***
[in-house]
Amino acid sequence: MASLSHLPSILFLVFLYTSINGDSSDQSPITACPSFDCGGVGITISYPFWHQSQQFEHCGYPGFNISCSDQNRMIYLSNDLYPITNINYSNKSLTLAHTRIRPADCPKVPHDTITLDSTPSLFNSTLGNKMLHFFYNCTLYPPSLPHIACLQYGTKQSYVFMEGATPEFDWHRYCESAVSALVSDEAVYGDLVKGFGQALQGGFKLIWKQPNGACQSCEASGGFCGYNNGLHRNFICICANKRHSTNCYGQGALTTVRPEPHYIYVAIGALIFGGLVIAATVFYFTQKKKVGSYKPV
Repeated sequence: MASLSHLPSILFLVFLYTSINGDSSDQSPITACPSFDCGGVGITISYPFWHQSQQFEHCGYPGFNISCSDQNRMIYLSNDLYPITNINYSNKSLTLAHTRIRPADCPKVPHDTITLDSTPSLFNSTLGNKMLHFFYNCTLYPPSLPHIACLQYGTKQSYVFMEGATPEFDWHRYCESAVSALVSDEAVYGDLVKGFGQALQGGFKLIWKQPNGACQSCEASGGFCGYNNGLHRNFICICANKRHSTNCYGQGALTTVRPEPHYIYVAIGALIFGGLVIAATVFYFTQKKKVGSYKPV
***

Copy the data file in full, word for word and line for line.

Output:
[in-house]
Amino acid sequence: MASLSHLPSILFLVFLYTSINGDSSDQSPITACPSFDCGGVGITISYPFWHQSQQFEHCGYPGFNISCSDQNRMIYLSNDLYPITNINYSNKSLTLAHTRIRPADCPKVPHDTITLDSTPSLFNSTLGNKMLHFFYNCTLYPPSLPHIACLQYGTKQSYVFMEGATPEFDWHRYCESAVSALVSDEAVYGDLVKGFGQALQGGFKLIWKQPNGACQSCEASGGFCGYNNGLHRNFICICANKRHSTNCYGQGALTTVRPEPHYIYVAIGALIFGGLVIAATVFYFTQKKKVGSYKPV
Repeated sequence: MASLSHLPSILFLVFLYTSINGDSSDQSPITACPSFDCGGVGITISYPFWHQSQQFEHCGYPGFNISCSDQNRMIYLSNDLYPITNINYSNKSLTLAHTRIRPADCPKVPHDTITLDSTPSLFNSTLGNKMLHFFYNCTLYPPSLPHIACLQYGTKQSYVFMEGATPEFDWHRYCESAVSALVSDEAVYGDLVKGFGQALQGGFKLIWKQPNGACQSCEASGGFCGYNNGLHRNFICICANKRHSTNCYGQGALTTVRPEPHYIYVAIGALIFGGLVIAATVFYFTQKKKVGSYKPV